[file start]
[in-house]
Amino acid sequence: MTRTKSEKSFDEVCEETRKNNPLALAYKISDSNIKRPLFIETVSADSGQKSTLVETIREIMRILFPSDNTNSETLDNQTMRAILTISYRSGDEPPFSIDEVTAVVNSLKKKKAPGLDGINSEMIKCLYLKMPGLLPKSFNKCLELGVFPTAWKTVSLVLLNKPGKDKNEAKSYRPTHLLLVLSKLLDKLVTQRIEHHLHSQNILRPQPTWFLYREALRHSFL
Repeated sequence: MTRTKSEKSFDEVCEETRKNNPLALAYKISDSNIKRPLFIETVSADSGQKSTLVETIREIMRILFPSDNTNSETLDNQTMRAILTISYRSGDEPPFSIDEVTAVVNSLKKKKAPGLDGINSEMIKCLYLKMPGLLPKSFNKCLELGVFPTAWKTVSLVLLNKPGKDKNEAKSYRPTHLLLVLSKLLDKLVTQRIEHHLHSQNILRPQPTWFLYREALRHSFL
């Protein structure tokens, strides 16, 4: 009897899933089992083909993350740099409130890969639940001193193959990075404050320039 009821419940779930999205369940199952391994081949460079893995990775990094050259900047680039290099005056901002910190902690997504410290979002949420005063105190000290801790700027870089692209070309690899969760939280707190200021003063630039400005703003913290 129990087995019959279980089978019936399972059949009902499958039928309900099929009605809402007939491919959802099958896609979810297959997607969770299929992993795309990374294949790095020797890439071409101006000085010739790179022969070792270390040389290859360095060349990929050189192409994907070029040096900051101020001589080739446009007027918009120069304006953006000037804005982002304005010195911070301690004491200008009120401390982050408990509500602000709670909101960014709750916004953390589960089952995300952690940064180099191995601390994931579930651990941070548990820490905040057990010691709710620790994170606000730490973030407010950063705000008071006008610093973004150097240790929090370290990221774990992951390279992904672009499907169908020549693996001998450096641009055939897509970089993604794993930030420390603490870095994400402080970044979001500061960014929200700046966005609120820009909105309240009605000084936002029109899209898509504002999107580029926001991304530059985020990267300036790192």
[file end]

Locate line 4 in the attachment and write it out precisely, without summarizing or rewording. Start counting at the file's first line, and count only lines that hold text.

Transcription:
């Protein structure tokens, strides 16, 4: 009897899933089992083909993350740099409130890969639940001193193959990075404050320039 009821419940779930999205369940199952391994081949460079893995990775990094050259900047680039290099005056901002910190902690997504410290979002949420005063105190000290801790700027870089692209070309690899969760939280707190200021003063630039400005703003913290 129990087995019959279980089978019936399972059949009902499958039928309900099929009605809402007939491919959802099958896609979810297959997607969770299929992993795309990374294949790095020797890439071409101006000085010739790179022969070792270390040389290859360095060349990929050189192409994907070029040096900051101020001589080739446009007027918009120069304006953006000037804005982002304005010195911070301690004491200008009120401390982050408990509500602000709670909101960014709750916004953390589960089952995300952690940064180099191995601390994931579930651990941070548990820490905040057990010691709710620790994170606000730490973030407010950063705000008071006008610093973004150097240790929090370290990221774990992951390279992904672009499907169908020549693996001998450096641009055939897509970089993604794993930030420390603490870095994400402080970044979001500061960014929200700046966005609120820009909105309240009605000084936002029109899209898509504002999107580029926001991304530059985020990267300036790192």